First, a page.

There are about 300 wolves in Wyoming and about 250 in France, but the two nations’ predator compensation approaches and policies are different, explained authors associate professor Benjamin Rashford, senior research scientist Thomas Foulke, professor David Taylor, and Jordan Steele, former graduate student, all in the Department of Agricultural and Applied Economics.

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Douglas workshop tackles reclamation plans on private, public lands

Stahl Pete

Pete Stahl

A workshop addressing the soil, water and vegetation components and the monitoring requirements of a reclamation plan is Wednesday, July 22, at the Douglas campus of Eastern Wyoming College, 203 N. 6th St.

Presentations are relevant to public and private land, organizers said.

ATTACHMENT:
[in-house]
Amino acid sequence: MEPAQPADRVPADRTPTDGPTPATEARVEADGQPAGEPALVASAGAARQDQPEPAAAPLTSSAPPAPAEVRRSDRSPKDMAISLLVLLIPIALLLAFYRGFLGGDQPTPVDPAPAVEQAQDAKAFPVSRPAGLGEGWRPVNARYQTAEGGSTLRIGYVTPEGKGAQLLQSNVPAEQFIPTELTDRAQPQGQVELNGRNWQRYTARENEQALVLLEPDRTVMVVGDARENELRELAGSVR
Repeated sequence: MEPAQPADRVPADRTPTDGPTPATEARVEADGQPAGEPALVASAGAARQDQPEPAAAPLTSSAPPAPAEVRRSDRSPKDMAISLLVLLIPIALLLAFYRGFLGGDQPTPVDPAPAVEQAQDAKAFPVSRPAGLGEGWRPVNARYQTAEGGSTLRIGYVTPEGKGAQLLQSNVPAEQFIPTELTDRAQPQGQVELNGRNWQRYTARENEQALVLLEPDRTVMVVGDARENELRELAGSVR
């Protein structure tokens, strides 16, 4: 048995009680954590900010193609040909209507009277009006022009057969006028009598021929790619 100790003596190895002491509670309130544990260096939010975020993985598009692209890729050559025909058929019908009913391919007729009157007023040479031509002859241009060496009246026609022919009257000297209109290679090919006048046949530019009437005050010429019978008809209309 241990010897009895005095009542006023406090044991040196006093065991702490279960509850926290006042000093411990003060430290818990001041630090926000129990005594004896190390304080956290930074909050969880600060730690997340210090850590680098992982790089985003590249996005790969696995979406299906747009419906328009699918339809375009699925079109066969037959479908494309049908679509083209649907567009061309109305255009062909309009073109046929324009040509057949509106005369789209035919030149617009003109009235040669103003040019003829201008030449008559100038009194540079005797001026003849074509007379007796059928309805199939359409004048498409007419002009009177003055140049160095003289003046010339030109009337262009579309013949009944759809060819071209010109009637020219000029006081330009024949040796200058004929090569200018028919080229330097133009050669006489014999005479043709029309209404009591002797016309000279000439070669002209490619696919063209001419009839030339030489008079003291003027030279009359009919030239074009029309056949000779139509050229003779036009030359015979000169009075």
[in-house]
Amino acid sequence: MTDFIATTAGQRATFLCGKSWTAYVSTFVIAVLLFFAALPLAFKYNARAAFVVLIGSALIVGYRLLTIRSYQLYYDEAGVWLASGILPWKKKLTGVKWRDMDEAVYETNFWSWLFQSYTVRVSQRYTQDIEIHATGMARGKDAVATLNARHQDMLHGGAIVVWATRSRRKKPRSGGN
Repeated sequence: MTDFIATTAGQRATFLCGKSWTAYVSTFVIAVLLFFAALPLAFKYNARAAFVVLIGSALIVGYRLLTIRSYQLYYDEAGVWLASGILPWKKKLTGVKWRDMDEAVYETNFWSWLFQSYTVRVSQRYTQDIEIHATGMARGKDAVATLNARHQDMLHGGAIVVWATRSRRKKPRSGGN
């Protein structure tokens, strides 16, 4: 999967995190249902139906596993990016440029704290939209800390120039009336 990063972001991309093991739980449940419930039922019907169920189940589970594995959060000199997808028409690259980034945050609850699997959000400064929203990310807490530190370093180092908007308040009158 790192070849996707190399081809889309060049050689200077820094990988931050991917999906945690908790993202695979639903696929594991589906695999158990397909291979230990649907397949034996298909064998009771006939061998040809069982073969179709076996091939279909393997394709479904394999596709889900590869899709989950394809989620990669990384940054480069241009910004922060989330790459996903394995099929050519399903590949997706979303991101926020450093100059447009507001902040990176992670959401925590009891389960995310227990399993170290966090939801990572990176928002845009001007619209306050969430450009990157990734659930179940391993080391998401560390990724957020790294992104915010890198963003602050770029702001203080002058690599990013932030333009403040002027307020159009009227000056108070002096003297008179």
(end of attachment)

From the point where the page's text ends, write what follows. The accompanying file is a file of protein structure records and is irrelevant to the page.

Online registration is requested by Monday, July 20, at http://bit.ly/douglasworkshop, while walk-in registration is still welcome the morning of the workshop, beginning at 8:30. Presentations are 9 a.m. to 5 p.m. The $20 fee includes lunch.

“We’ve had great responses to our workshops,” said Pete Stahl, Wyoming Reclamation and Restoration Center director and professor in the Department of Ecosystem Science and Management at the University of Wyoming. 

The WRRC is hosting the sessions.

“This workshop should provide practitioners and all involved in land reclamation with the tools and information to develop a reclamation plan,” said Stahl.

Presenters are from the energy industry, Bureau of Land Management, UW College of Agriculture and Natural Resources and private consulting firms.

For more information, contact Calvin Strom or Kristina Hufford at 307-766-5432 or wrrc@uwyo.edu

Annual program logs 20th year teaching youths natural resource skills